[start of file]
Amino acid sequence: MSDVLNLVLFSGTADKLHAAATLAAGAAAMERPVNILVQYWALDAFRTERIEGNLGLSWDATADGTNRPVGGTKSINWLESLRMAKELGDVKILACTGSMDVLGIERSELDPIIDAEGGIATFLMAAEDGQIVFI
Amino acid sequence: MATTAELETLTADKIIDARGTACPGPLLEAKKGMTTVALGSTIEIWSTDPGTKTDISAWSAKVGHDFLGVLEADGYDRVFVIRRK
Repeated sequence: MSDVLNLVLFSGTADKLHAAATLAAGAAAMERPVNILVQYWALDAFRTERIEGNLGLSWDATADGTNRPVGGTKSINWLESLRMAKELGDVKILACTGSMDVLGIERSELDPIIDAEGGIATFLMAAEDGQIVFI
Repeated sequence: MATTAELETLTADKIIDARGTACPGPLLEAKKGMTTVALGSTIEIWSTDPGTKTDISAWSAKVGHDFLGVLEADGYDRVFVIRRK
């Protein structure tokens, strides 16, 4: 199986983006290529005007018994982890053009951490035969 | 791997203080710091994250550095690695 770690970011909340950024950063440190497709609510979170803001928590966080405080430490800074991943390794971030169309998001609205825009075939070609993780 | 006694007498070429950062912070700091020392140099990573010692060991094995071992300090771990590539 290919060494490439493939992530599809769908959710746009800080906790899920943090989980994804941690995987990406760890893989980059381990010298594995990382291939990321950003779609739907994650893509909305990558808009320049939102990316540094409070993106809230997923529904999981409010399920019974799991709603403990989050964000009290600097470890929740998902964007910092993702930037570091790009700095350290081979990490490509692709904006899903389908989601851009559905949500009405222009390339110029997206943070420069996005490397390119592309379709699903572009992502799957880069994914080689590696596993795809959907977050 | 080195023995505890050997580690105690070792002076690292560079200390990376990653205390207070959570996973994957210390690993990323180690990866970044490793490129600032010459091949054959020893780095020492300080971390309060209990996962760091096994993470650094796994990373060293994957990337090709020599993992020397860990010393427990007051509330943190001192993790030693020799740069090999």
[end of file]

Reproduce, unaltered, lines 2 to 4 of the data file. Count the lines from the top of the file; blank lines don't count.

Amino acid sequence: MATTAELETLTADKIIDARGTACPGPLLEAKKGMTTVALGSTIEIWSTDPGTKTDISAWSAKVGHDFLGVLEADGYDRVFVIRRK
Repeated sequence: MSDVLNLVLFSGTADKLHAAATLAAGAAAMERPVNILVQYWALDAFRTERIEGNLGLSWDATADGTNRPVGGTKSINWLESLRMAKELGDVKILACTGSMDVLGIERSELDPIIDAEGGIATFLMAAEDGQIVFI
Repeated sequence: MATTAELETLTADKIIDARGTACPGPLLEAKKGMTTVALGSTIEIWSTDPGTKTDISAWSAKVGHDFLGVLEADGYDRVFVIRRK